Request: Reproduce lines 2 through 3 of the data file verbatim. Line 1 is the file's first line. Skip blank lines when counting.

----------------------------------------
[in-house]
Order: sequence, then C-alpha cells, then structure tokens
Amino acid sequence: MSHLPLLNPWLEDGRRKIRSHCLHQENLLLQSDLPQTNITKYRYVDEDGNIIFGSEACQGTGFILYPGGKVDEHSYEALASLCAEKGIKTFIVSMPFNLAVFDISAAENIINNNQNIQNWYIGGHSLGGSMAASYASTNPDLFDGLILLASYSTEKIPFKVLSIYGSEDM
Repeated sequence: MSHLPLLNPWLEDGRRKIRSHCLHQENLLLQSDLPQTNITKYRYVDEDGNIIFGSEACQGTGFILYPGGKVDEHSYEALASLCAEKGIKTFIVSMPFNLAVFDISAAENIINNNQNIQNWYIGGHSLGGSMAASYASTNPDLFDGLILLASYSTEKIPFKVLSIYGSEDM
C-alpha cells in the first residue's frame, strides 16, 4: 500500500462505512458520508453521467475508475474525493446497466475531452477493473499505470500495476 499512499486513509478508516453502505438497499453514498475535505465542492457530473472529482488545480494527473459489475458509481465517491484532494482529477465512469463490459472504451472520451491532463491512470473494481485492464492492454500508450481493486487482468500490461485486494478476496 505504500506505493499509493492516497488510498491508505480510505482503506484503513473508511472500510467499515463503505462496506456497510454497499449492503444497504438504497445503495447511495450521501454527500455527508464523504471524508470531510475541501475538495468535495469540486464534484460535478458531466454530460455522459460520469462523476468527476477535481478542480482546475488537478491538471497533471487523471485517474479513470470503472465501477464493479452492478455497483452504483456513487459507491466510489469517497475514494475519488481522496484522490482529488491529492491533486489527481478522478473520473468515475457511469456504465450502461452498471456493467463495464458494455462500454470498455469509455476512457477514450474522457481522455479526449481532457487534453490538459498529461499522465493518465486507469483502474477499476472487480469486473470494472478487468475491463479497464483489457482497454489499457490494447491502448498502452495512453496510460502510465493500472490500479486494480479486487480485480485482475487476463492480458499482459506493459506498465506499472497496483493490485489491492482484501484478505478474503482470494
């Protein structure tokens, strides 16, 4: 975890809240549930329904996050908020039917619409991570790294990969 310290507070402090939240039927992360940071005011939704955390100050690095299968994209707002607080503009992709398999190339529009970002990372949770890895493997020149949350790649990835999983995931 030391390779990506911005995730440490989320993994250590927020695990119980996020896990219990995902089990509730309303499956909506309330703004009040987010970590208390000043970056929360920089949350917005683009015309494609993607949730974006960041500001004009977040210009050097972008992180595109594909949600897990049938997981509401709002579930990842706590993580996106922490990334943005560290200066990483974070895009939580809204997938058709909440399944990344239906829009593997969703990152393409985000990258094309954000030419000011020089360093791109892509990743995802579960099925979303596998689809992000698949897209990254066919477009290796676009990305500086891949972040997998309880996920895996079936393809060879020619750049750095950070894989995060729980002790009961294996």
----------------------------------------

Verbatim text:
Order: sequence, then C-alpha cells, then structure tokens
Amino acid sequence: MSHLPLLNPWLEDGRRKIRSHCLHQENLLLQSDLPQTNITKYRYVDEDGNIIFGSEACQGTGFILYPGGKVDEHSYEALASLCAEKGIKTFIVSMPFNLAVFDISAAENIINNNQNIQNWYIGGHSLGGSMAASYASTNPDLFDGLILLASYSTEKIPFKVLSIYGSEDM